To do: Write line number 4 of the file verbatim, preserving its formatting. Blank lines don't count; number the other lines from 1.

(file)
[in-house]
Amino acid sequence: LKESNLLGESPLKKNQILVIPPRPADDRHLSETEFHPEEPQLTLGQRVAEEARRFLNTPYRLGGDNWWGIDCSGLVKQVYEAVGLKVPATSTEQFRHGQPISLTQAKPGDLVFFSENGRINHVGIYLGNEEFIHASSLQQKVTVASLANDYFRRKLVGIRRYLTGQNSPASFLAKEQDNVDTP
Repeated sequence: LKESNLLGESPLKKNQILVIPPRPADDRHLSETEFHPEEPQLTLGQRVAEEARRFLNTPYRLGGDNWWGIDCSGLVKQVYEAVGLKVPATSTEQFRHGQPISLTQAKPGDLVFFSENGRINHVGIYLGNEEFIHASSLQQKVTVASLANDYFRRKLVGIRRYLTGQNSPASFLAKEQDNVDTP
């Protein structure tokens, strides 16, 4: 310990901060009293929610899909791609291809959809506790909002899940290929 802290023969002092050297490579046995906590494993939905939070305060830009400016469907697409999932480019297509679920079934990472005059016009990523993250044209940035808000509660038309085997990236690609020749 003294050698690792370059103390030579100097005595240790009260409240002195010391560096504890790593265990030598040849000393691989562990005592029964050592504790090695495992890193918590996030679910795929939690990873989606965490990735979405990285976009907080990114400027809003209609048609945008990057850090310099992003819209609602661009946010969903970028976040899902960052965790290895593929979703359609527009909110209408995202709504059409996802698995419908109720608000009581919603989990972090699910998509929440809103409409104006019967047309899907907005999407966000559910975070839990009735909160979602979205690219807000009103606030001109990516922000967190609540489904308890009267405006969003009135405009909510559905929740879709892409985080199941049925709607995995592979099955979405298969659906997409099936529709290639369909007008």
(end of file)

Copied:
């Protein structure tokens, strides 16, 4: 310990901060009293929610899909791609291809959809506790909002899940290929 802290023969002092050297490579046995906590494993939905939070305060830009400016469907697409999932480019297509679920079934990472005059016009990523993250044209940035808000509660038309085997990236690609020749 003294050698690792370059103390030579100097005595240790009260409240002195010391560096504890790593265990030598040849000393691989562990005592029964050592504790090695495992890193918590996030679910795929939690990873989606965490990735979405990285976009907080990114400027809003209609048609945008990057850090310099992003819209609602661009946010969903970028976040899902960052965790290895593929979703359609527009909110209408995202709504059409996802698995419908109720608000009581919603989990972090699910998509929440809103409409104006019967047309899907907005999407966000559910975070839990009735909160979602979205690219807000009103606030001109990516922000967190609540489904308890009267405006969003009135405009909510559905929740879709892409985080199941049925709607995995592979099955979405298969659906997409099936529709290639369909007008």